Which Simple Machines Do I Use the Most?
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|Time Required||Average (6-10 days)|
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|Cost||Very Low (under $20)|
AbstractWhen you think of a machine, you probably think of computers or robots. But what if I told you that machines have been around for centuries? Would you believe me? Try this experiment to see which of these simple machines you use around your house. You might even use some of them everyday!
ObjectiveIn this experiment you will search for simple machines used in your daily life and categorize them to see which types of simple machines you use most often.
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Last edit date: 2020-11-20
When you have work to do, isn't it nice to have a machine do it for you? Machines make work easier by reducing the amount of effort it takes for you to do a task. Machines change the size or direction of the force required to do the task, called an applied force. The applied force causes an amount of work to be done, and the machine reduces the applied force needed to do the same amount of work saving you the effort. The amount of effort saved when using simple or complex machines is called a mechanical advantage (MA). For example, you can move a larger object by using a lever than pushing on the object by yourself because it takes less effort, like when you use a car jack to lift a car and change the tire.Simple machines are types of machines that do work with one movement. There are 6 simple machines:
- lever - rod that tilts on a pivot, or fulcrum, to produce a useful action at another point. Examples: pliers, seesaw, wheelbarrow, nail clippers, tweezers.
- inclined plane - sloping surface; it reduces the effort needed to raise loads. Example: ramp.
- screw - shaft with a thread or groove. The screw holds things together by turning and moving into surrounding material. Some gears work with a screw-like motion. Examples: boat propellers and corkscrews.
- wheel and axle - device that turns around a fixed point to act as a rotating lever. Examples: steering wheel, faucet, wrench tightening a bolt, bike wheels, water wheel.
- pulley - grooved wheel that turns on an axle over which a rope, chain, or belt passes. The groove fixes the rope or cable so that it won't slip off. Examples of pulleys in action: stage curtain, elevator, outdoor clothesline.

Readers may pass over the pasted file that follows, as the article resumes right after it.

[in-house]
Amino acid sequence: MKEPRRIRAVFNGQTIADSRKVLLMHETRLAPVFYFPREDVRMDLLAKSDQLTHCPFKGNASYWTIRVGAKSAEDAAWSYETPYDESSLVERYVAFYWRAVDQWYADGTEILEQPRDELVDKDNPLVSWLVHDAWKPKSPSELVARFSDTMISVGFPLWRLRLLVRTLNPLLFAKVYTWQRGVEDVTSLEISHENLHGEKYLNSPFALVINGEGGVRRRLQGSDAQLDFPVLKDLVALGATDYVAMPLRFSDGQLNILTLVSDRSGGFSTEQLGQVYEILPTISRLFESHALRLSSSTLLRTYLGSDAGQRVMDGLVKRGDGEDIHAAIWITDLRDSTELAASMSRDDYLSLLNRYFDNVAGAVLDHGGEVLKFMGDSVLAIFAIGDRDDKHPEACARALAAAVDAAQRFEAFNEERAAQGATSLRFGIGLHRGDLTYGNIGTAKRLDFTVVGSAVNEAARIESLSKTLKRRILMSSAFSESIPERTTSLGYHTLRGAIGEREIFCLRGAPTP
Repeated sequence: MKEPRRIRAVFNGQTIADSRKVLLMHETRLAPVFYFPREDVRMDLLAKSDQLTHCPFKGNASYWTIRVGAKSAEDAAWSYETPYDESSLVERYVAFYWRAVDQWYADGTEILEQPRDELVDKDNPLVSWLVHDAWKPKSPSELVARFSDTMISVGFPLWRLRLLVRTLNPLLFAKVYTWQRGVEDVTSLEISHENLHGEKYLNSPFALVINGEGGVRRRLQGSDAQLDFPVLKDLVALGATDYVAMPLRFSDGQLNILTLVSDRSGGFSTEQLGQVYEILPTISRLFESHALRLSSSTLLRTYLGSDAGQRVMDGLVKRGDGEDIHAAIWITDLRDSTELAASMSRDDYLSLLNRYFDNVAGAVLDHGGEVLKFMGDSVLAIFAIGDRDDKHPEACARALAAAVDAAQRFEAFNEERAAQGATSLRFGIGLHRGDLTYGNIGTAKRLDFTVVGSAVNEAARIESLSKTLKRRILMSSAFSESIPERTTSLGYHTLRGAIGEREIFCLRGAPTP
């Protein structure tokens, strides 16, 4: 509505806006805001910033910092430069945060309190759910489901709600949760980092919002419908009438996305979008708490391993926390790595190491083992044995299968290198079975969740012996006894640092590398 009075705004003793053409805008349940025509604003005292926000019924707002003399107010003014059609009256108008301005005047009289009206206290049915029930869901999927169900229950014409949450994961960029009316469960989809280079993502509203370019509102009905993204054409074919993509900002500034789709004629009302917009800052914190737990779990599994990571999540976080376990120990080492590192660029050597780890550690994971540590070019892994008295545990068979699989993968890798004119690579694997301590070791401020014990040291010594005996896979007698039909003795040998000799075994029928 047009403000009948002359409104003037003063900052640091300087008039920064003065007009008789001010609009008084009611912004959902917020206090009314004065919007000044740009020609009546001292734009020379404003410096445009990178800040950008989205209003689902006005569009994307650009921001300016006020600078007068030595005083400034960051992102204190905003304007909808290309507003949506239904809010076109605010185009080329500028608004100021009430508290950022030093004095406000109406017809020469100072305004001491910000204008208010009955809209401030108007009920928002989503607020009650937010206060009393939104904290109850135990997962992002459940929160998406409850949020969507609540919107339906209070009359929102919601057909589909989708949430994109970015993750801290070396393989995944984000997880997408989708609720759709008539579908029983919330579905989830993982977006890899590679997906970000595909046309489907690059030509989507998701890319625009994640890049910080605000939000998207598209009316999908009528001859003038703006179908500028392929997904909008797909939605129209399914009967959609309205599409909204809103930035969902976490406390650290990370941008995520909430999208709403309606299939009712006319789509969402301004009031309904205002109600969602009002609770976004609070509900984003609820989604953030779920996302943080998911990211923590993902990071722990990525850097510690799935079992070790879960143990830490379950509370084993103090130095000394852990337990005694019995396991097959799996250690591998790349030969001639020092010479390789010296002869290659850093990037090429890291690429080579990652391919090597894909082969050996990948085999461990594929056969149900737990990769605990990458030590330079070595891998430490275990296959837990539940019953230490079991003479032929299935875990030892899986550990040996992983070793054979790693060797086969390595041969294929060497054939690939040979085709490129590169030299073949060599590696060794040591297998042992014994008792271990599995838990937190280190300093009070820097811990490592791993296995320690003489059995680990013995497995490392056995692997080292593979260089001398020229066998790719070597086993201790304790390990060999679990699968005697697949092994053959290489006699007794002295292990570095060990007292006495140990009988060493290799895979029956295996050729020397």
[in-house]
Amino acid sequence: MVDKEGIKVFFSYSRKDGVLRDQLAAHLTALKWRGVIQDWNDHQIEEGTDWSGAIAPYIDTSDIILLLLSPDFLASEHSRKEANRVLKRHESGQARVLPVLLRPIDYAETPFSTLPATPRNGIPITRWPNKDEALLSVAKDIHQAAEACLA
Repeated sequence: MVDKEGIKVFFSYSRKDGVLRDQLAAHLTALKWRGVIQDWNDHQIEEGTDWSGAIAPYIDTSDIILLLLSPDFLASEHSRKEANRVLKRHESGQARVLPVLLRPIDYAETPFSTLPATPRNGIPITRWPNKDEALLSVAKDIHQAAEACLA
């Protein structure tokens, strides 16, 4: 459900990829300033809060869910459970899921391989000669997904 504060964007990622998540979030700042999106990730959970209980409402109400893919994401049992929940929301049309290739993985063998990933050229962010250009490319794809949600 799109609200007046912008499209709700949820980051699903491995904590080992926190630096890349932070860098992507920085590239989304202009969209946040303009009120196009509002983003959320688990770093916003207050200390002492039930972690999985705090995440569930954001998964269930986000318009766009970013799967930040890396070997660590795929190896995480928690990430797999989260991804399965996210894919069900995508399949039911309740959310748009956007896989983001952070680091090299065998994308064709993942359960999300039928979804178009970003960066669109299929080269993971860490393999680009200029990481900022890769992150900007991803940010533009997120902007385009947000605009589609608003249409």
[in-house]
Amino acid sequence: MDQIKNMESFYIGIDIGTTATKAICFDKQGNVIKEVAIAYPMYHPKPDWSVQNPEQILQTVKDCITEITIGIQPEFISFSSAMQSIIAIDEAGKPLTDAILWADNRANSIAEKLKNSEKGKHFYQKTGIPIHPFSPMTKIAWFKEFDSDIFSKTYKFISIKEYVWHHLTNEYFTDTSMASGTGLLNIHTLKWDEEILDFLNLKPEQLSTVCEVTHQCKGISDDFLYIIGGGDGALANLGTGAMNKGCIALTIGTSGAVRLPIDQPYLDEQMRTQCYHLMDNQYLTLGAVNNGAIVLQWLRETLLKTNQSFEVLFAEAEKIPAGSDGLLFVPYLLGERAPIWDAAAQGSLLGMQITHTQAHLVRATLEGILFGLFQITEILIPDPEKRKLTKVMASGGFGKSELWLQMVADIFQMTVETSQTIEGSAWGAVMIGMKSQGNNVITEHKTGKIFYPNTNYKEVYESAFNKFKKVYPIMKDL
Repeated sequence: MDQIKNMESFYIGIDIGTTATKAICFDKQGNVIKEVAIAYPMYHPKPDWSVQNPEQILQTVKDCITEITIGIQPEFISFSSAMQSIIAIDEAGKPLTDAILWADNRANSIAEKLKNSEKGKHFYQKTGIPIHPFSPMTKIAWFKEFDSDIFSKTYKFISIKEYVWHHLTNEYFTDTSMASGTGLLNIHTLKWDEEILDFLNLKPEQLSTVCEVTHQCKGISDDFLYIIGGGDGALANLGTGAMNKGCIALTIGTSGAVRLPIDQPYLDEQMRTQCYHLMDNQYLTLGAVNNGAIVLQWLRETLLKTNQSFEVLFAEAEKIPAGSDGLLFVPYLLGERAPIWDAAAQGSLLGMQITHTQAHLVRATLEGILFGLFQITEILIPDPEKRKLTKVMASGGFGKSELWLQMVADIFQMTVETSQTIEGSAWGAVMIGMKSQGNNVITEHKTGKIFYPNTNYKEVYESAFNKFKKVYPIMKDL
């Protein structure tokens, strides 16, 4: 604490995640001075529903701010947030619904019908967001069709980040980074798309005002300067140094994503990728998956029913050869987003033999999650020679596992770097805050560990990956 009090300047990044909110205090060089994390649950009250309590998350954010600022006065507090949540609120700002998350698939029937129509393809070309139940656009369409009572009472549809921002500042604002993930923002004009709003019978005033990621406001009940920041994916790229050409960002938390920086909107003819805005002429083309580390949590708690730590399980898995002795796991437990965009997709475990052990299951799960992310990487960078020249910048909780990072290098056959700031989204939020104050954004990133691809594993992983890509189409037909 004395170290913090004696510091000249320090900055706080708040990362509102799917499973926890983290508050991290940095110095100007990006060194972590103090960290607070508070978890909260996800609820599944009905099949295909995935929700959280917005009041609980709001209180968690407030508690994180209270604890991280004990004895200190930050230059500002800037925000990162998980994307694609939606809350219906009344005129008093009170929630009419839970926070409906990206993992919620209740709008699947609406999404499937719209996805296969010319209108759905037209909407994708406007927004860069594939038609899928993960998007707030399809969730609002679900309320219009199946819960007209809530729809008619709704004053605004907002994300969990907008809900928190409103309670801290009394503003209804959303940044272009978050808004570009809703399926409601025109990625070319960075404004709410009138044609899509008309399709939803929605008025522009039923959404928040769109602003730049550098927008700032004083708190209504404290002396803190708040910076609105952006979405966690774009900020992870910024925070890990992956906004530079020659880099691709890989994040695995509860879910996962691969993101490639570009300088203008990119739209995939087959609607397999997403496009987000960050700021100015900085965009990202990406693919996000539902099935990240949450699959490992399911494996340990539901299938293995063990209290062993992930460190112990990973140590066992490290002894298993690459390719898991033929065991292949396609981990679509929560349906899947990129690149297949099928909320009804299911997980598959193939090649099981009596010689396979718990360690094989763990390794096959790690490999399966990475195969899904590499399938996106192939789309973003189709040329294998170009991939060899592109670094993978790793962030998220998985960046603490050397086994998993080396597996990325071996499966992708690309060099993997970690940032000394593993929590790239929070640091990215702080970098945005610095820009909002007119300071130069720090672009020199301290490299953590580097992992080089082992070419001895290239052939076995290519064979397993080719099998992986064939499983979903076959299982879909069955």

- wedge - part of a machine with a sloping side that moves to exert force. It differs from the inclined plane by its function: the wedge forces itself between other parts. Nearly all cutting machines make use of the wedge. Examples: scissors (blades act as paired wedges), door wedge, ax, wood chisel.
Sometimes, one simple machine is not enough to complete a task. A series of simple machines can be put together in order to accomplish more complex tasks. Compound machines are two or more simple machines working together. A wheelbarrow is an example of a complex machine that uses a lever and a wheel and axle.
In this experiment, you will search for simple machines used around your house. You will categorize them according to which type(s) of simple machine(s) they are made up of. Which type of simple machine will be the most common?
Terms and ConceptsTo do this type of experiment you should know what the following terms mean. Have an adult help you search the internet, or take you to your local library to find out more!
- inclined plane
- wheel and axle
- How do simple machines work?
- What simple machines are in gadgets around my house?
- How are the elements of simple machines used together to perform a task?
- Which type of simple machine is the most common at my house? The least common?
- A very nice site explaining how simple machines can work for you from LEGO Education: